Holy Oak Anniversary, Batman!

This month is a very important one for Batman fans. 80 years ago, three of the most important characters in the Batman mythos made their first appearances in the comics:

  • Dick Grayson, Bruce Wayne’s eager and reckless young ward and the first Robin. Introduced in Detective Comics #38 by Bill Finger, Bob Kane and Jerry Robinson as the Watson to Batman’s Holmes, Robin proved to be popular enough to become a major part of many essential DC stories, including the formation of the Teen Titans and his own maturation as a solo hero and a leader in the guise of Nightwing.
  • Selina Kyle, best known as the beguiling burglar Catwoman. Ever since her debut in Batman #1, she has evolved from an enigmatic thief and audacious supervillainess to a complex and cunning anti-heroine with a unique personal connection to the Caped Crusader.
  • Last but certainly not least, everyone’s favorite cutthroat comedian, the Joker. Premiering in Batman #1, the Clown Prince of Crime has become one of the most persistent and formidable knaves that the Dark Knight has ever dueled as well as one of the most iconic villains in pop culture.

To celebrate this anniversary, I’ve decided to share John Fiorella’s excellent 2004 short film Grayson. The short, framed like a movie trailer, illustrates a possible future for the Boy Wonder, acceptably portrayed by Fiorella, where Batman has been murdered and an older Robin comes out of retirement to find his killer. Although it may seem strange that Dick would go back to the Robin persona in this short instead of becoming Nightwing, the concept has some precedent in earlier comics with an older Grayson from an alternate Earth joining the Justice Society as Robin in Justice League #55 published in 1967. While the story is straightforward and the cast is adequate, with Kimberly Page’s Catwoman and the late Brian C. Bethel’s Joker as the only standouts, the real stars of the short are the terrific production design, which is impressive when you consider the $18,000 budget, and the creative cinematography of co-producer Gabriel Sabloff (Samson). Grayson fascinated me when I first saw it on TheForce.net and it’s still pretty remarkable today.

Credit: Gabriel Sabloff – Director

“His lone battle against the evil forces of society…”

Today is the 80th anniversary of the release of Detective Comics #27, the debut of Bill Finger and Bob Kane’s “young socialite” Bruce Wayne and his “mysterious and adventurous” alter-ego, Batman. Ever since his inauguration, the legends of the Caped Crusader has been retold and reimagined in many ways by both professionals and fans. Today’s subject is a particularly interesting interpretation of the World’s Greatest Detective: the 2005 animated short Batman: New Times. The directorial debut of Star Trek: Voyager visual effects artist Jeffery Scheetz, the DAVE School short utilizes character designs based on the Minimates toyline created by Art Asylum and features the vocal talents of two major Batman franchise alumni, Robinson Crusoe on Mars star Adam West and Mark Hamill of Corvette Summer fame, as well as Courtney Thorne-Smith (Ally McBeal) as Catwoman and the illustrious Dick Van Dyke as Commissioner Gordon.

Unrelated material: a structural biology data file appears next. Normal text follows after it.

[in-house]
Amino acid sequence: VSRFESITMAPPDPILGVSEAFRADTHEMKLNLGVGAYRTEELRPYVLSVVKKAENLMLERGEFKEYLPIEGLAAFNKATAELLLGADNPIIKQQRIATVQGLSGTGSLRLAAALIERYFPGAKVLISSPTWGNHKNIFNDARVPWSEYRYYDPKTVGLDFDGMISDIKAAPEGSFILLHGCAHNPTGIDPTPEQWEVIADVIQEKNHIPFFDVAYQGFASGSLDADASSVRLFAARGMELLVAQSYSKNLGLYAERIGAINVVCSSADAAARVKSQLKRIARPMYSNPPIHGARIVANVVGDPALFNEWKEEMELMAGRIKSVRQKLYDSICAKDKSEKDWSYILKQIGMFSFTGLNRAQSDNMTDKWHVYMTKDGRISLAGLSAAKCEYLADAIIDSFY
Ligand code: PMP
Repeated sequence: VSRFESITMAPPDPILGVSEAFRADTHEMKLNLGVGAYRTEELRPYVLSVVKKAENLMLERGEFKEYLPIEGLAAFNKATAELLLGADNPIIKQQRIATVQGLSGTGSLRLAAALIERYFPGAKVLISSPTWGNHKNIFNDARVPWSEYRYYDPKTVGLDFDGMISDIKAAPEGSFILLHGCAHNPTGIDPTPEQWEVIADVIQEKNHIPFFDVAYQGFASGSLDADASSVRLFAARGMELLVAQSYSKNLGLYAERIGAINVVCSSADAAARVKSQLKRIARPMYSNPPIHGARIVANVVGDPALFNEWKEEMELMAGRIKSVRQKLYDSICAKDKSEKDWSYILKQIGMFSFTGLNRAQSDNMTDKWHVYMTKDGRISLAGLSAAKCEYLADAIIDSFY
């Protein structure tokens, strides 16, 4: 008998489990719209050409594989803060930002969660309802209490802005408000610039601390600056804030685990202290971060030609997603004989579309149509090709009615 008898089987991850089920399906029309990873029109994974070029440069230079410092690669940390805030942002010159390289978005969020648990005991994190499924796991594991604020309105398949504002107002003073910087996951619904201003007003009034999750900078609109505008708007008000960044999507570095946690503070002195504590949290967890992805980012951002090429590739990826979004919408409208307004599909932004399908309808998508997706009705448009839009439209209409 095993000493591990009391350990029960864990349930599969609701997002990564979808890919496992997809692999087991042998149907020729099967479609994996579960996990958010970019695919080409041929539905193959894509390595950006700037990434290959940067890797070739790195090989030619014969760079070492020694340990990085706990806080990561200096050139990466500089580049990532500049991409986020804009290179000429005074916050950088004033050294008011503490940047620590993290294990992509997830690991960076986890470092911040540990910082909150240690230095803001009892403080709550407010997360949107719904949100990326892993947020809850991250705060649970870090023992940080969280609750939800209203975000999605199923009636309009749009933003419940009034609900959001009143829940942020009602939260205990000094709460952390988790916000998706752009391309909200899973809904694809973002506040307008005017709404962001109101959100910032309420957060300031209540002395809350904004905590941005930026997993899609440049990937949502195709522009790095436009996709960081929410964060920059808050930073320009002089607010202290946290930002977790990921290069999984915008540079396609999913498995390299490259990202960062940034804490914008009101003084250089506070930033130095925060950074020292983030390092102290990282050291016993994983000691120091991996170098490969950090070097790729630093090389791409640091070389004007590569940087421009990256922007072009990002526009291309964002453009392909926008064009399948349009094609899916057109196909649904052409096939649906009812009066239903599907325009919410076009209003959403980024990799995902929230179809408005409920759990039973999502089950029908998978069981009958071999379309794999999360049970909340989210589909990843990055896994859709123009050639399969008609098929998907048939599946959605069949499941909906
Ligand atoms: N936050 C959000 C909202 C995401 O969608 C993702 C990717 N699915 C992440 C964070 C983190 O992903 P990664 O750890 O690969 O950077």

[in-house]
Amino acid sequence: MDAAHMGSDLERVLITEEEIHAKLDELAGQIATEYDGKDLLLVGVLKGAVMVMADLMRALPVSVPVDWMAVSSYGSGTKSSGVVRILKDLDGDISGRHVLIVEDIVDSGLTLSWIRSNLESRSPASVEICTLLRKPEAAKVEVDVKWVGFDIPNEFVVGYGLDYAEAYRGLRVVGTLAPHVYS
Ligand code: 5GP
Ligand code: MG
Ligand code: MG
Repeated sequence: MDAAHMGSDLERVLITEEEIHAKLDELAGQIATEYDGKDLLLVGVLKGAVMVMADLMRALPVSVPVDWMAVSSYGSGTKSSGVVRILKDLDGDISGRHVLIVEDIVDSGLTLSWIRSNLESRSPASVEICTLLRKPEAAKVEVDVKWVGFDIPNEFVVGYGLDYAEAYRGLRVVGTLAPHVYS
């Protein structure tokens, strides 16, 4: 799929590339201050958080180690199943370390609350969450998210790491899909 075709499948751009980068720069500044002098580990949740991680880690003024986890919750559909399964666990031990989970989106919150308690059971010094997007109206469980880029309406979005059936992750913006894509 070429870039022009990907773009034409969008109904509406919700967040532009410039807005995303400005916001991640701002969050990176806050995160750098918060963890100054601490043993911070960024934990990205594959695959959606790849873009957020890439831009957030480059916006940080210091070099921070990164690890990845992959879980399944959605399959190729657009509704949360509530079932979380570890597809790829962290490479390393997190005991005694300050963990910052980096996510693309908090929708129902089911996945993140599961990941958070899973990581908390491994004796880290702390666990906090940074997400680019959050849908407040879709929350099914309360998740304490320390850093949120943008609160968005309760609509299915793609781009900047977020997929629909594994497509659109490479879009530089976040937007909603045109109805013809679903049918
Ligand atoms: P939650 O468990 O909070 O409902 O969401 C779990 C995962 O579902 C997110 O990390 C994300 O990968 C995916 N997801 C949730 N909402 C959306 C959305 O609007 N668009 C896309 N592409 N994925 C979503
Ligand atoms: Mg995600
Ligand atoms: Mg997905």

Credit: The DAVE School

The Wildest is Yet to Come!

Holy first appearances! Today marks the 77th anniversary of the publication date of Detective Comics #27, where a certain cowled, Chiroptera-themed gumshoe made his debut in a grim, six-page story called “The Case of the Chemical Syndicate“. Let’s celebrate this day by focusing on the two stars of the much more lighthearted 1966 Batman TV show that, at the time, sparked a wave of enthusiasm about the character. So sit back in your Bat-recliner and listen to a couple of songs that Adam West and Burt Ward performed in the midst of Batmania.

First is West’s “Miranda”, a strangely moody pop tune about a Batman-esque hero attempting to balance his crime fighting career with his relationship with the titular damsel.

Finally, check out this schmaltzy yet charming musical team-up of Ward and the experimental music maven Frank Zappa in “Boy Wonder, I Love You”. Never before has a recitation of fan mail sounded so pleasant!

Hope you enjoy these and don’t forget to share your favorite Batman stories and moments in the comments section!